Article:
WEALTH

We see that some income comes from interest or dividends on holdings of bonds or stocks. This brings us to the second important economic concept: Wealth consists of the net dollar value of assets owned at a given point in time. Note that wealth is a stod (like the volume of a lake) while income is a flow per unit of time (like the flow oCa stream). A household’s  wealth includes its tangible items (houses, cars and other consumer durable goods, and land) and its Financial holdings (such as cash, savings accounts,’ bonds, and stocks). All items that are of value are called assets, while those that are owed are called Ii; abilities. The difference between total assets and total liabilities is called wealth or net worth.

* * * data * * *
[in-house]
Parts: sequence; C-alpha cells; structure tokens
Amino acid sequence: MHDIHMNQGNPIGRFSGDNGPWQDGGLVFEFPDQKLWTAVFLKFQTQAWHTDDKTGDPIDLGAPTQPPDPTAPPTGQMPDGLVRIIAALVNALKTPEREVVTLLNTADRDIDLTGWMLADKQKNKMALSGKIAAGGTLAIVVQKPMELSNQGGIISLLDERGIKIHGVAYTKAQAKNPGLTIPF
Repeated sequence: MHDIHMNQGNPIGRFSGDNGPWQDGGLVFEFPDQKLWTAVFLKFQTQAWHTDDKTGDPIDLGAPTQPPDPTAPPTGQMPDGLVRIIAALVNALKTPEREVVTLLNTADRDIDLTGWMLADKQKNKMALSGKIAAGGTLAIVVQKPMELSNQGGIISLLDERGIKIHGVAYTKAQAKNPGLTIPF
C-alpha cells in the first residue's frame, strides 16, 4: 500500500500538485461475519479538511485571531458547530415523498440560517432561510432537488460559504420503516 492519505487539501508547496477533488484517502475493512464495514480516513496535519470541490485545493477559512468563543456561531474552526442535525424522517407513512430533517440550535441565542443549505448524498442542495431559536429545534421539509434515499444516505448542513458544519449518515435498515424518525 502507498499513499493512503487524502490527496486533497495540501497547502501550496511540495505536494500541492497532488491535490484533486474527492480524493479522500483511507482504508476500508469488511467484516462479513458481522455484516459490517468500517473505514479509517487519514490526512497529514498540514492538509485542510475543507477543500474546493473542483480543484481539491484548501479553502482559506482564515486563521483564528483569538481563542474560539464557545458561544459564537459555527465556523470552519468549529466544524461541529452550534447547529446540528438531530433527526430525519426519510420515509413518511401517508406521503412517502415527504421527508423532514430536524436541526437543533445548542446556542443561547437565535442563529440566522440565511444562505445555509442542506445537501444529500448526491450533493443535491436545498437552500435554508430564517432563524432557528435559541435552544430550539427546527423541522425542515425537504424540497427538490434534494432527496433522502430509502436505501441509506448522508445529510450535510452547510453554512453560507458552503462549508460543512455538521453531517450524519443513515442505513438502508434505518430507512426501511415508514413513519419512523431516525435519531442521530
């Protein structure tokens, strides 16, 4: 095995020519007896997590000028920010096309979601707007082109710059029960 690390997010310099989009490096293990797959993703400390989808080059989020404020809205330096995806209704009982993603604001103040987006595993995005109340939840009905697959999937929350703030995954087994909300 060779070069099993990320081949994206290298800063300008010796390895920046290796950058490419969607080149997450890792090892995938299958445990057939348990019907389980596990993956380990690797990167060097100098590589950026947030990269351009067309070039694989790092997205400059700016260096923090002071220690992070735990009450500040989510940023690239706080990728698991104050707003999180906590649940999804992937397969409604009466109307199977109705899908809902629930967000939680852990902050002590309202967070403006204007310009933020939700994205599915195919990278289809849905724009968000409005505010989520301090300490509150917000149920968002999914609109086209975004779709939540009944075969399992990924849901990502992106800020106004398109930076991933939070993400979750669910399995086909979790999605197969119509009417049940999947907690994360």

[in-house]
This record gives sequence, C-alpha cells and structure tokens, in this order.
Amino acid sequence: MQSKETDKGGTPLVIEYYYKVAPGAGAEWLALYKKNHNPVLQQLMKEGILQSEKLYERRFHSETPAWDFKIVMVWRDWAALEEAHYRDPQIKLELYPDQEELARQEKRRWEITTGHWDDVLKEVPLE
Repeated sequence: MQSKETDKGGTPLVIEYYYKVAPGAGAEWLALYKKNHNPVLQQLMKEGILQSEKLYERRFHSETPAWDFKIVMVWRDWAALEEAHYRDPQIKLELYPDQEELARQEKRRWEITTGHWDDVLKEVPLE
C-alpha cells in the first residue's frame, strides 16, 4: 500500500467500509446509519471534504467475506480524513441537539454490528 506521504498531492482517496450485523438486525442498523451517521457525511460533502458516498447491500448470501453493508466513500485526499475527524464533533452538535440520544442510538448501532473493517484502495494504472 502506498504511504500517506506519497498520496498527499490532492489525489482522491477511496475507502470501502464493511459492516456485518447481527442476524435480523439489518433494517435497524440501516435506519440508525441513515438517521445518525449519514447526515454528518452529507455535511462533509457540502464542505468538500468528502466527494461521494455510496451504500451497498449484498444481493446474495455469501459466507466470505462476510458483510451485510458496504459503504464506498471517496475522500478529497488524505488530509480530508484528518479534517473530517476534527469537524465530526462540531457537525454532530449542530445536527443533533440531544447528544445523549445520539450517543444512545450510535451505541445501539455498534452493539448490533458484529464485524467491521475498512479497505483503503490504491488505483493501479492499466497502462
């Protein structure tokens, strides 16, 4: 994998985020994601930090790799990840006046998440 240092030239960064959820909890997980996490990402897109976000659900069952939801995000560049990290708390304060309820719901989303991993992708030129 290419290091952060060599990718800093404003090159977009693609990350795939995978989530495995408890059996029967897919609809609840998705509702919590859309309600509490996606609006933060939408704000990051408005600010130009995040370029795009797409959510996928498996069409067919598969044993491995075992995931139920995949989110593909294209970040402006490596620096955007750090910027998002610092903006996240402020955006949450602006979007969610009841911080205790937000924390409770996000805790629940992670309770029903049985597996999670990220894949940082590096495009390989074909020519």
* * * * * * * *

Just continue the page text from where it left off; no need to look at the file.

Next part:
Table 12-2 presents a breakdown of the asset holdings of Americans from 1989 to 1998. The single most important asset of the majority of households is the family home: 66 percent of families own houses, as compared with 55 percent a generation ago. Most households own a modest amount of financial wealth. in savings accounts and corporate stocks. But it turns out that a large proportion of the nation’s financial wealth is concentrated in the hands of a small fraction of the population. About one-third of all wealth is owned by the richest 1 per~ cent of American households.

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